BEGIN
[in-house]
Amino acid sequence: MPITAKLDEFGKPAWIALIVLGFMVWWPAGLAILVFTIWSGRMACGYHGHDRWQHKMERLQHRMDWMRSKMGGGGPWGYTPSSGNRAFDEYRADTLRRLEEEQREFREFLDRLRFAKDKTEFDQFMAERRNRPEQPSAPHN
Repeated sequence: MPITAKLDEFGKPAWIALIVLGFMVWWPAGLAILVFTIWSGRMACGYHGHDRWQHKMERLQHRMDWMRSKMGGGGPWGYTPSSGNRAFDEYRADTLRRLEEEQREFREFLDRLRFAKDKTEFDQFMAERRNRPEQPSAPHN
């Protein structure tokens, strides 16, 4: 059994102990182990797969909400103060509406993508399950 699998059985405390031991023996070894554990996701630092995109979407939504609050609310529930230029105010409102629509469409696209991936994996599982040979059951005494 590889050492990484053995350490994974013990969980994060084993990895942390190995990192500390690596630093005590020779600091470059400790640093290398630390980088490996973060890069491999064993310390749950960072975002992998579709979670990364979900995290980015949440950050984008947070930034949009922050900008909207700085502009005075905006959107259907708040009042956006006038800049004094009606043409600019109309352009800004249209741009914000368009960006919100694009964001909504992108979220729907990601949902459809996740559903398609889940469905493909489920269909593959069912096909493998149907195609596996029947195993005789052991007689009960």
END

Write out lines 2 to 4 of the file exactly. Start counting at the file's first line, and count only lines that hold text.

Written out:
Amino acid sequence: MPITAKLDEFGKPAWIALIVLGFMVWWPAGLAILVFTIWSGRMACGYHGHDRWQHKMERLQHRMDWMRSKMGGGGPWGYTPSSGNRAFDEYRADTLRRLEEEQREFREFLDRLRFAKDKTEFDQFMAERRNRPEQPSAPHN
Repeated sequence: MPITAKLDEFGKPAWIALIVLGFMVWWPAGLAILVFTIWSGRMACGYHGHDRWQHKMERLQHRMDWMRSKMGGGGPWGYTPSSGNRAFDEYRADTLRRLEEEQREFREFLDRLRFAKDKTEFDQFMAERRNRPEQPSAPHN
């Protein structure tokens, strides 16, 4: 059994102990182990797969909400103060509406993508399950 699998059985405390031991023996070894554990996701630092995109979407939504609050609310529930230029105010409102629509469409696209991936994996599982040979059951005494 590889050492990484053995350490994974013990969980994060084993990895942390190995990192500390690596630093005590020779600091470059400790640093290398630390980088490996973060890069491999064993310390749950960072975002992998579709979670990364979900995290980015949440950050984008947070930034949009922050900008909207700085502009005075905006959107259907708040009042956006006038800049004094009606043409600019109309352009800004249209741009914000368009960006919100694009964001909504992108979220729907990601949902459809996740559903398609889940469905493909489920269909593959069912096909493998149907195609596996029947195993005789052991007689009960």